Classifieds

work!

Call 403-578-4111

$$ $

Scott Lourance

403-916-4600 Cell

403-742-2551 Home

Service Wise -

We Specialize

403-742-5237

Stettler, AB

PAYING (403) 854-2110 HIGHEST PRICE

E.Roger Spady

To arrange a free, discrete in-home visi

call Kellie at 1-778-257-8647

Professional

Bonded since 1967

Corporation

Barrister & Solicitor

Coronation Mall

Coronation, AB

403-578-3131

Office Hours:

Tuesday to Friday

9 a.m. to 5 p.m.

McSteel

SALVAGE &

CLEAN-UP LTD.

Wainwright, AB

We Buy Scrap Metal

Call 780-842-8622

www.mcsteel.ca

53’ Cattle Liner

53’ Ground Load

Hay Trailer

Ribstone Colony

Corral Panels

Free standing

Corral panels &

Pipe processing

ribstonecolony.com

780 806 3694

Delivery available

$$


ECA REVIEW HANNA/CORONATION/STETTLER, AB January 14'21 11

Real Estate / Homes

To advertise your Real Estate or Home related

products and services, Contact us at

403-578-4111 or office@ECAreview.com

Loved driving school bus

OMILUSIK, George

1937 – 2021

George ‘Joe’ Omilusik of Coronation,

Alta. passed away at the University of

Alberta Hospital, Edmonton, Alta. on

Sun. Jan. 3, 2021 at the age of 83 years.

Joe was born on April 8, 1937 to

James and Vera (Foyda) Omilusik, on

the family farm at Throne, Alta. Joe

was raised by his parents on the farm

at Throne, alongside nine other

siblings.

He went to the Throne

School but spent the majority

of his days helping on the

farm. His famliy grain farmed

as well as raised commercial

beef cows.

Joe also drove school bus for

35 years. He loved the kids on

his route and made sure they

made their destination no

matter the weather.

His love for God and his

Church shined on; making

sure to attend every Sunday Service

possible.

His hobbies included playing his

musical instruments, especially the

guitar, singing, listening to Abba on

the record player, farming, riding

horses, going camping, and watching

local rodeos.

In his retirement years, he still

helped on the

farm, sitting on

the tractor putting

up hay, and

spending most of

the day driving

around the

country.

Joe will be lovingly

remembered by

his two sons,

Timothy

Omilusik

(Amanda

Thinking of

Selling your

Home or Land?

Let Our

Reach Work

for you!

Spell

The ECA Review reaches

over 27,000 homes

that equates to 60,000

readers in east

central Alberta.

PLUS online

readers at

OBITUARY

Omilusik

LEGACY DRILLING LTD.

Water Well

Drilling and Servicing

Jeff Southworth

Phone: 403-854-0172 • Hanna, AB

Phone: 403-396-2254 • Delburne, AB

E-Mail: legacydrillingltd@outlook.com

Emergency 24/hr On Call

Land For Sale

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vollorio. Name nesequi ditaessum, odione dolorem.

Aborunt.

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nos et aut quas molore qui desti as nimin consed ut

atur aperiatur, natis iuntias aria si doluptat.

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dent fugiasimus.

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esto test et, simi, voluptat.

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estisti iscias aperro ipsae quo quam vel ipsam que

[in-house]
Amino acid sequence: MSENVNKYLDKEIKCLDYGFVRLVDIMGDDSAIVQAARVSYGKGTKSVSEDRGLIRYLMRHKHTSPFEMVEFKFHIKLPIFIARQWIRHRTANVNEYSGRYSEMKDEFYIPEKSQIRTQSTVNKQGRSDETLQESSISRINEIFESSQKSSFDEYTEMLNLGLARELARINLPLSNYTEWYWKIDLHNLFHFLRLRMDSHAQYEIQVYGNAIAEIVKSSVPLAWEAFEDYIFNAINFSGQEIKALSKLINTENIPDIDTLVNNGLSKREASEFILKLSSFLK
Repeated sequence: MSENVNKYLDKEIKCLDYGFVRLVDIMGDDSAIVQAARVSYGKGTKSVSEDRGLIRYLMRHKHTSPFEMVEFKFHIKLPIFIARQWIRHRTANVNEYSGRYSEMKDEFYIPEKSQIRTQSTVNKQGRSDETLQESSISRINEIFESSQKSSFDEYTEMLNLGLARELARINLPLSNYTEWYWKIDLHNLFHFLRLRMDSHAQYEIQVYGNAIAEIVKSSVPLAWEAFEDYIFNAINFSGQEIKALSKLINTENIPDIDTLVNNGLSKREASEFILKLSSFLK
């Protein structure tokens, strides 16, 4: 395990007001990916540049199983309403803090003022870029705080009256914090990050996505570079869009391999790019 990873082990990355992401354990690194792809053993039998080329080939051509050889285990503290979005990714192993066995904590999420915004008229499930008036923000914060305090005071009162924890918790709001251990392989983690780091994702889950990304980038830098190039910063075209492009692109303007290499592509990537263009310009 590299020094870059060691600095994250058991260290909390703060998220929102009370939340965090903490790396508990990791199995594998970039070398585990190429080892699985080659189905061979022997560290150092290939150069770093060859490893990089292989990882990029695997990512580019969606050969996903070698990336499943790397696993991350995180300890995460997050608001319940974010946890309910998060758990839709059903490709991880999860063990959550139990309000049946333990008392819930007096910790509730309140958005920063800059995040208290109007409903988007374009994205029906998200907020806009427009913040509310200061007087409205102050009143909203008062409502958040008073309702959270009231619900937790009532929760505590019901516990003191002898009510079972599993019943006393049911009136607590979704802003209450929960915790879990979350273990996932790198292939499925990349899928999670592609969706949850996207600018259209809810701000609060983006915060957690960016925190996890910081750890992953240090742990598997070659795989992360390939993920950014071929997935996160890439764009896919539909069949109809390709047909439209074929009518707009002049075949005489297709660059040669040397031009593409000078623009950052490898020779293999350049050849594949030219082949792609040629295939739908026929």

commo iumquiatem et aborias in es vendi con ese

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R

Shepherd) of Coronation, Alta. and

Terence Omilusik (Bailey) of Calgary,

Alta.; his three daughters, Lorraine

(Andy) Jacyszyn of Calgary, Alta.,

Linda (Harry) Clarke of Leduc, Alta.

and Tammy (Andrew) Goldsworthy of

Provost, Alta. and his numerous

grandchildren, great-grandchildren

and great-great-grandchildren

He will also be sadly missed by his

three sisters, Anna Hudson of

Coronation, Alta., Adeline

of Calgary, Alta. and Jean,

also of Calgary.

Joe was predeceased by

his brothers, Ernest,

Stephen, James Jr., Donald

and Henry Omilusik.

George will be laid to rest

in the Coronation Cemetery,

Coronation, Alta.

If desired, memorial

donations in George’s

honour may be made

directly to STARS at www.

stars.ca or to the Coronation

Evangelical Free Church, 5009 Albert

Street, Coronation, Alta. T0C 1C0.

Condolences may be sent or viewed

at www.coronationfuneralhome.ca.

Arrangements in care of Coronation

Funeral Home, Coronation, Alberta.

403.578.2928.

72 pt

East Central R Alberta

60 pt

R

EVIEW

R

36 pt

ECAreview.com Contact us at 403-578-4111

R

30 pt

or office@ECAreview.com

R

check

48 pt

24 pt

FOR SALE

1,200 sq. ft., 3 bedroom, 1 1/2 bath

bungalow situated on corner

lot. Newly renovated kitchen

with granite countertops, open

concept great room. Finished

basement. Call 403-555-5555

LANDS FOR SALE BY TENDER

The registered owner hereby offers for sale by tender the following briefly described

property subject to the reservations, exceptions and encumbrances contained in

the existing certificates of title, but free and clear of any financial liens:

NE 24-40-17 W4, containing 159 acres more or less

(hereinafter called the “Lands”).

FEATURES: Quarter section near Gadsby; all native pasture; two dugouts and

fenced. Fences are in good condition.

The sale of the Lands is subject to the following terms and conditions:

1. Seller makes no warranties or representations about the property’s size/

measurement, condition or environmental status.

2. Buyer to be responsible for all costs associated with registration. Tender price

shall be excluding G.S.T.

3. Tenders will be received by the lawyer noted below up to but not after